Last week I attended the funeral of the late Bob Cross, Churchwarden for many years at the Cross & Stable Church, Downs Barn , and also for Stantonbury and Willen Ecumenical Partnership (SEP) as a parish. Bob was also a member of Deanery Synod for many years, and through that became a personal friend and a source of encouragement.
Thanks must go to Rev Dr Sam Muthuveloe, recently licensed as Minister at the Cross and Stable Church, and also to Rev Peter Green, retired minister and also member for retired clergy on Deanery Synod, for arranging and leading the service, which was both moving and uplifting, and recognised the manifold ways in which Bob had sustained and influenced the congregation and the partnership over a great many years, as well as personally.
Different things will move different people, but the one of the things that stood out for me was the way in which Peter turned to coffin and personally thanked Bob at the end of each of the points he made. It was a moving tribute to their deep and abiding friendship and drew in those present to make it a communal offering of thanks for a life well-lived.
Dr Sam’s explanation of the reasons for coming together for a funeral service was something I had not actually heard in a service before, and I felt was of enormous value and comfort to the family and mourners alike, and gave everyone something to think about, or hang on to, in days to come, particularly the emphasis on grieving.
Bob’s brother Jim decided to speak only of the way in which Bob had had a major impact on his life, starting at an early age when their father left to fight in the war. I don’t think I was alone in wishing he had had time and opportunity to tell us more, and this is something I feel is only just starting to change compared to other countries I have lived in, where opportunities besides the funeral service and wake for coming together to remember and reminisce are a valuable part of the grieving process.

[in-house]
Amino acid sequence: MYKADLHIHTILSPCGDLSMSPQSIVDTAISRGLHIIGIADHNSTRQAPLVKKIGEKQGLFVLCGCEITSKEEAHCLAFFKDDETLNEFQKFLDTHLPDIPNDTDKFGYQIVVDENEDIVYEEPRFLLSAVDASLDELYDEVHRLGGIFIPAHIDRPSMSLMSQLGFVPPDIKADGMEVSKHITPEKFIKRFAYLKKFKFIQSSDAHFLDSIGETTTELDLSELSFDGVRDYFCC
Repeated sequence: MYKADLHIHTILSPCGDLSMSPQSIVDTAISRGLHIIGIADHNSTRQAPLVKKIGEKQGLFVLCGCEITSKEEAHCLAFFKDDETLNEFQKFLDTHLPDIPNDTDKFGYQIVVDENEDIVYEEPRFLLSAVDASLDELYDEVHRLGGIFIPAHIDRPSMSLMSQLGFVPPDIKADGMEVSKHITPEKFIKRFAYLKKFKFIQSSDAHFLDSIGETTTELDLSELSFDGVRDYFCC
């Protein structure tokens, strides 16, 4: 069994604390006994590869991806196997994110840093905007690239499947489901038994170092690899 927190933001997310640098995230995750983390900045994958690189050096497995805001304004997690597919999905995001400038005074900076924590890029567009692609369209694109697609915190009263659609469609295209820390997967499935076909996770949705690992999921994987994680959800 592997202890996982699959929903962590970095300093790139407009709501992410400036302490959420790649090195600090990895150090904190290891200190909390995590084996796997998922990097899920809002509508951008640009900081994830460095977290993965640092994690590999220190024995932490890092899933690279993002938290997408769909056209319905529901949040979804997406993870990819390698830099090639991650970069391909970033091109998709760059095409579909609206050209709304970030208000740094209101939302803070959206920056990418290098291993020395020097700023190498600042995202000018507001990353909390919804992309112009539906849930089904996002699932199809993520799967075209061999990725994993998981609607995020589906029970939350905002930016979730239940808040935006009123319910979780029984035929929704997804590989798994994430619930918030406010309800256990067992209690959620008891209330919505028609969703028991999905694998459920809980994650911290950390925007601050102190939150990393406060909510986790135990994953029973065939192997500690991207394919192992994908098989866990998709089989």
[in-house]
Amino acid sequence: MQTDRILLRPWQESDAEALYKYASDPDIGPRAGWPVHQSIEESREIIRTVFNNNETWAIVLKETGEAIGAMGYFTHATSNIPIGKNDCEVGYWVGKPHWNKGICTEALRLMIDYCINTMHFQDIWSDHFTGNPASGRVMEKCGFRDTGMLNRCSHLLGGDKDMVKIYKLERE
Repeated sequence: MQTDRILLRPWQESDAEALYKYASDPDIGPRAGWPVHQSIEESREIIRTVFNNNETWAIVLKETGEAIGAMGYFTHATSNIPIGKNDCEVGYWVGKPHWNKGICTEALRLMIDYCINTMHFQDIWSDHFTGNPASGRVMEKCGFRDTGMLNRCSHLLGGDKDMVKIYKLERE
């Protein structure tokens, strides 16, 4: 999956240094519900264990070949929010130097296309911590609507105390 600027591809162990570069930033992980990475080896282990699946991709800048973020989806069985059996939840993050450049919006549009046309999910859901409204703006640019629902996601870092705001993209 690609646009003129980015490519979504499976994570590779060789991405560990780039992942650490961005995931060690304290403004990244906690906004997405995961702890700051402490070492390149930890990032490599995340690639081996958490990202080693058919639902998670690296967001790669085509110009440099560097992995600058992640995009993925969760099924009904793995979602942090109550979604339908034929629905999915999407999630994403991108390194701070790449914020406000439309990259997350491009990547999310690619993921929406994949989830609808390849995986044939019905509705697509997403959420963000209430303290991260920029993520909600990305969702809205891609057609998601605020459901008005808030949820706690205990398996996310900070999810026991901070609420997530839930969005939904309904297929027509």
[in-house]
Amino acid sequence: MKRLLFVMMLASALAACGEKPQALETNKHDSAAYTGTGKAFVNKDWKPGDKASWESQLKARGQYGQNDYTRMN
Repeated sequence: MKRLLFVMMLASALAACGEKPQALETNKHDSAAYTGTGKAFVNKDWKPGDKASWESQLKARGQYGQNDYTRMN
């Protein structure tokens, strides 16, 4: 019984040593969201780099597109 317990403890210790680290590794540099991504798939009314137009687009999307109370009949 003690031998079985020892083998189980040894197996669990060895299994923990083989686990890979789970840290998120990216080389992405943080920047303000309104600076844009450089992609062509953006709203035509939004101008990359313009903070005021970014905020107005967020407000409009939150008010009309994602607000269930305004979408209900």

I was startled and fascinated in equal measure to hear about how Bob and Jim learned how to shoot a real gun – at ages 6 and 4 respectively (relating this immediately to my own grandson who is 4 years old!). I never knew that Bob went to Sandhurst, and through the eyes of his family saw what a successful and amazing life he’d led. However, Bob’s success was hardly surprising in light of what else we learned, which was of the courageous way in which, aged only 6, Bob protected his little brother by standing up to his grandfather for what he felt was right. That was the one thing which spoke to me of the way Bob lived his life: with courage, fortitude and integrity.
Bishop Steven encourages us through the Common Vision process to learn to listen to God and to one another to become the kind of Church we are called to be: more contemplative, more compassionate and more courageous. I see many examples of the wonderful ways people express compassion for one another in their daily lives, and there seems to be a greater sense of the value of contemplation in listening to God and to one another in a world filled with loneliness, increased isolation and mental health distress. The call to be courageous, to stand firm for what you believe in no matter what the personal cost, was demonstrated by Jesus and led to the cross. From a very early age Bob showed he was not afraid to live his life with that kind of courage.
Rest in peace Bob, knowing you have run the good race. You will be greatly missed.